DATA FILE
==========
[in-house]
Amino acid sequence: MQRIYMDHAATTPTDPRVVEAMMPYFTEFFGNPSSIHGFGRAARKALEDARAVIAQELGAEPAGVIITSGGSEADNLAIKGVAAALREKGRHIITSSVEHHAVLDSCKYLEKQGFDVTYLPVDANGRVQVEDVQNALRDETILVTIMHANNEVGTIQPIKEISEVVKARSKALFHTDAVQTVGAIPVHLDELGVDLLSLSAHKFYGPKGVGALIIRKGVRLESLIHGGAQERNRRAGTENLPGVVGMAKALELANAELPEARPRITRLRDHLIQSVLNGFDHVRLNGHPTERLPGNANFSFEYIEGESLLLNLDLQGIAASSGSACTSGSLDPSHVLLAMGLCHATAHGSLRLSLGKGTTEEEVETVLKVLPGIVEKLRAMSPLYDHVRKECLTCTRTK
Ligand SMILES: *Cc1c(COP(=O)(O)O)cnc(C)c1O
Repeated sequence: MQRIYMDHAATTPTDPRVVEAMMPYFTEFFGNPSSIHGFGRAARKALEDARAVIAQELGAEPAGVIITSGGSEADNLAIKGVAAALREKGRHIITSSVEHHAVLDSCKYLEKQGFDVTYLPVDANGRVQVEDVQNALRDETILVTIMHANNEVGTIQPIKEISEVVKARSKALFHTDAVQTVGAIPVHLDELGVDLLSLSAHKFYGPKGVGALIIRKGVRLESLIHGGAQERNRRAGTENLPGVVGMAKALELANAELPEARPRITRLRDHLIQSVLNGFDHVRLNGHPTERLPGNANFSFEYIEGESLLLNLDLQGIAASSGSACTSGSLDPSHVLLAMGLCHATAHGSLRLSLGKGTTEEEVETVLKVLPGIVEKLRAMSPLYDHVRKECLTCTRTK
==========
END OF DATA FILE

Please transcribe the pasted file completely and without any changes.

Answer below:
[in-house]
Amino acid sequence: MQRIYMDHAATTPTDPRVVEAMMPYFTEFFGNPSSIHGFGRAARKALEDARAVIAQELGAEPAGVIITSGGSEADNLAIKGVAAALREKGRHIITSSVEHHAVLDSCKYLEKQGFDVTYLPVDANGRVQVEDVQNALRDETILVTIMHANNEVGTIQPIKEISEVVKARSKALFHTDAVQTVGAIPVHLDELGVDLLSLSAHKFYGPKGVGALIIRKGVRLESLIHGGAQERNRRAGTENLPGVVGMAKALELANAELPEARPRITRLRDHLIQSVLNGFDHVRLNGHPTERLPGNANFSFEYIEGESLLLNLDLQGIAASSGSACTSGSLDPSHVLLAMGLCHATAHGSLRLSLGKGTTEEEVETVLKVLPGIVEKLRAMSPLYDHVRKECLTCTRTK
Ligand SMILES: *Cc1c(COP(=O)(O)O)cnc(C)c1O
Repeated sequence: MQRIYMDHAATTPTDPRVVEAMMPYFTEFFGNPSSIHGFGRAARKALEDARAVIAQELGAEPAGVIITSGGSEADNLAIKGVAAALREKGRHIITSSVEHHAVLDSCKYLEKQGFDVTYLPVDANGRVQVEDVQNALRDETILVTIMHANNEVGTIQPIKEISEVVKARSKALFHTDAVQTVGAIPVHLDELGVDLLSLSAHKFYGPKGVGALIIRKGVRLESLIHGGAQERNRRAGTENLPGVVGMAKALELANAELPEARPRITRLRDHLIQSVLNGFDHVRLNGHPTERLPGNANFSFEYIEGESLLLNLDLQGIAASSGSACTSGSLDPSHVLLAMGLCHATAHGSLRLSLGKGTTEEEVETVLKVLPGIVEKLRAMSPLYDHVRKECLTCTRTK